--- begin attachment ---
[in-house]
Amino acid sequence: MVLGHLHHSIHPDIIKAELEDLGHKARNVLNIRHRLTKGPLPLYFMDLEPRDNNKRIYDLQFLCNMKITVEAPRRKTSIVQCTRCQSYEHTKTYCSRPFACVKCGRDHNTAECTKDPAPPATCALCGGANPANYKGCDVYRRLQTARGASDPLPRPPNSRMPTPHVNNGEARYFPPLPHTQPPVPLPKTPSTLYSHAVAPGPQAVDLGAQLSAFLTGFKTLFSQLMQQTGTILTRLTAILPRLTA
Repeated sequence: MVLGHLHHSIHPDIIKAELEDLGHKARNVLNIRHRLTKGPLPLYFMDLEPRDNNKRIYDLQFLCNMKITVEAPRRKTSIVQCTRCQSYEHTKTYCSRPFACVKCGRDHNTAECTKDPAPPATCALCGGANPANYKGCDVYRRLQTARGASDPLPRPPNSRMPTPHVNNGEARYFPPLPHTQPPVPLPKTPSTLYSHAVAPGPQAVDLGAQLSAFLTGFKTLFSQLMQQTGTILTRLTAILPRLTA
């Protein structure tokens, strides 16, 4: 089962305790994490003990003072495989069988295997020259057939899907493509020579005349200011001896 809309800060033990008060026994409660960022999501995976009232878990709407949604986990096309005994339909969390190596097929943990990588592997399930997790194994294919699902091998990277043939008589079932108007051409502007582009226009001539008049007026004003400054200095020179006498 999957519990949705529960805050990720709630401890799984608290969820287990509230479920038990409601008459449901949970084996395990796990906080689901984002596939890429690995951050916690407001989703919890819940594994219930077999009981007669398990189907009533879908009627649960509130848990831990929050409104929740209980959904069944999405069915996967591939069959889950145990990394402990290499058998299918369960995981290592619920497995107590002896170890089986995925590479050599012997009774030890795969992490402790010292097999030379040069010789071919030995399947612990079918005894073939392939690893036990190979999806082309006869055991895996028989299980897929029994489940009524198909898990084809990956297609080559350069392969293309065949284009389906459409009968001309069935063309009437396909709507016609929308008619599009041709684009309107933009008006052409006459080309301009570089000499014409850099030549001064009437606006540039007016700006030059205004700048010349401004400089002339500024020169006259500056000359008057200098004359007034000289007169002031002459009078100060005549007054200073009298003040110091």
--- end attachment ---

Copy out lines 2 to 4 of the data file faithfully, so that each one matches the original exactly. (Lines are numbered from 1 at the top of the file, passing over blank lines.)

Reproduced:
Amino acid sequence: MVLGHLHHSIHPDIIKAELEDLGHKARNVLNIRHRLTKGPLPLYFMDLEPRDNNKRIYDLQFLCNMKITVEAPRRKTSIVQCTRCQSYEHTKTYCSRPFACVKCGRDHNTAECTKDPAPPATCALCGGANPANYKGCDVYRRLQTARGASDPLPRPPNSRMPTPHVNNGEARYFPPLPHTQPPVPLPKTPSTLYSHAVAPGPQAVDLGAQLSAFLTGFKTLFSQLMQQTGTILTRLTAILPRLTA
Repeated sequence: MVLGHLHHSIHPDIIKAELEDLGHKARNVLNIRHRLTKGPLPLYFMDLEPRDNNKRIYDLQFLCNMKITVEAPRRKTSIVQCTRCQSYEHTKTYCSRPFACVKCGRDHNTAECTKDPAPPATCALCGGANPANYKGCDVYRRLQTARGASDPLPRPPNSRMPTPHVNNGEARYFPPLPHTQPPVPLPKTPSTLYSHAVAPGPQAVDLGAQLSAFLTGFKTLFSQLMQQTGTILTRLTAILPRLTA
């Protein structure tokens, strides 16, 4: 089962305790994490003990003072495989069988295997020259057939899907493509020579005349200011001896 809309800060033990008060026994409660960022999501995976009232878990709407949604986990096309005994339909969390190596097929943990990588592997399930997790194994294919699902091998990277043939008589079932108007051409502007582009226009001539008049007026004003400054200095020179006498 999957519990949705529960805050990720709630401890799984608290969820287990509230479920038990409601008459449901949970084996395990796990906080689901984002596939890429690995951050916690407001989703919890819940594994219930077999009981007669398990189907009533879908009627649960509130848990831990929050409104929740209980959904069944999405069915996967591939069959889950145990990394402990290499058998299918369960995981290592619920497995107590002896170890089986995925590479050599012997009774030890795969992490402790010292097999030379040069010789071919030995399947612990079918005894073939392939690893036990190979999806082309006869055991895996028989299980897929029994489940009524198909898990084809990956297609080559350069392969293309065949284009389906459409009968001309069935063309009437396909709507016609929308008619599009041709684009309107933009008006052409006459080309301009570089000499014409850099030549001064009437606006540039007016700006030059205004700048010349401004400089002339500024020169006259500056000359008057200098004359007034000289007169002031002459009078100060005549007054200073009298003040110091």